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LONG BLOG

Cblogs of 09/17/17, 09/10/17 & 09/03/17 - Downloadable Recap

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Lately I've been pondering about DLC. From the ones that are stand-alone due to their gigantic size, to the cosmetics, DLC has been part of my mind lately. Namely, I've been curious of their purpose and what expectations to hold. I should go back a bit.

A while ago, I reviewed Tyranny's new DLC Bastard's Wound. While I can't get into specifics, it was...Bland. The type you get when you make content, but it doesn't do anything new or change what is there. It just bolts on more of the same. At the time I bollocked it for such a practice, and I still stand by that bollocking (you'll see why by the end of the intro), but it does lend me to muse: What makes a good DLC and what makes a bad DLC?

We could go into the obvious parts: Is it functional? Is it substantial enough? Is it priced fairly? Does it contain sub-standard quality content? Is it offensive? We might even analyse the narrative, if it holds one, measuring it up compared to how the base game is. However, for me, there is a question that burns on my lips like fresh vomit:

What does it add to the base game?

Y'know, besides making you hate yourself for giving Konami money for cosmetics.

 

This is an intentionally vague question. Does it offer a new gameplay element that adds a twist (e.g. new weapons)? Are there new levels that lend new challenges (e.g. one requiring stealth)? Does it have a narrative that recontextualises what came before? I would even go as far as to accept DLC that offers a fresh new experience, allowing you to play more without retreading old territory.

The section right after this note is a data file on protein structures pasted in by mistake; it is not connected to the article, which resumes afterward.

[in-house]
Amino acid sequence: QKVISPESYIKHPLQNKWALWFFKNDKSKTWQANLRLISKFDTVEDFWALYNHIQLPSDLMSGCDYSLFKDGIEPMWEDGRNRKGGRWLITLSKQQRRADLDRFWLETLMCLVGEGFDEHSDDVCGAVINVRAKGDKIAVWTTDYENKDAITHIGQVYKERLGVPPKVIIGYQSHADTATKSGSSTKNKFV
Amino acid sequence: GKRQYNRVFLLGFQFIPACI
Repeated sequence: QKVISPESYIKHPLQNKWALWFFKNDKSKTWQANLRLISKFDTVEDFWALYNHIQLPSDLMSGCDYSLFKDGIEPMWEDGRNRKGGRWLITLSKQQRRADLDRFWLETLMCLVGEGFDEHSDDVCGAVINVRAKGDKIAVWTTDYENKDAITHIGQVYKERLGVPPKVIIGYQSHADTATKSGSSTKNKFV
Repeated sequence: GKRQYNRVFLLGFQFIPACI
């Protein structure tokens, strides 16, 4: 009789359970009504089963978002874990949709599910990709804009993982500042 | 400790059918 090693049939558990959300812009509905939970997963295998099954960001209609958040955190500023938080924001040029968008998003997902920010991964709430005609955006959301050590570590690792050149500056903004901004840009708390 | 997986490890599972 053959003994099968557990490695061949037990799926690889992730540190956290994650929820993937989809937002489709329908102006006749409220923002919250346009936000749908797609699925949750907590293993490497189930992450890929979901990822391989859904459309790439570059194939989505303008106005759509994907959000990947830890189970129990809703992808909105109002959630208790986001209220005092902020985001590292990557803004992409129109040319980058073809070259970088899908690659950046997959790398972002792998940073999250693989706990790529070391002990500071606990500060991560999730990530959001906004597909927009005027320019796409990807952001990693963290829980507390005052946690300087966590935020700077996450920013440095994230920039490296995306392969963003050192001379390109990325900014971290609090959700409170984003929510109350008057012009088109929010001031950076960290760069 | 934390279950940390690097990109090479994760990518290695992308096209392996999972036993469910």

So, what would be a good piece of DLC? Price aside (because that's a big barrel of pickled eggs), we could use Dying Light's The Following as a great example. It offers a new gameplay element in the form of driving, which coincidentally offer new challenges (e.g. trying to drive around at night as the beasts scream for your blood). Its narrative, especially the endings, offer a lot to the narrative that came before it and has a good amount of quality to it. In addition, the radically new setting offers a very fresh new experience with a lot of nice content.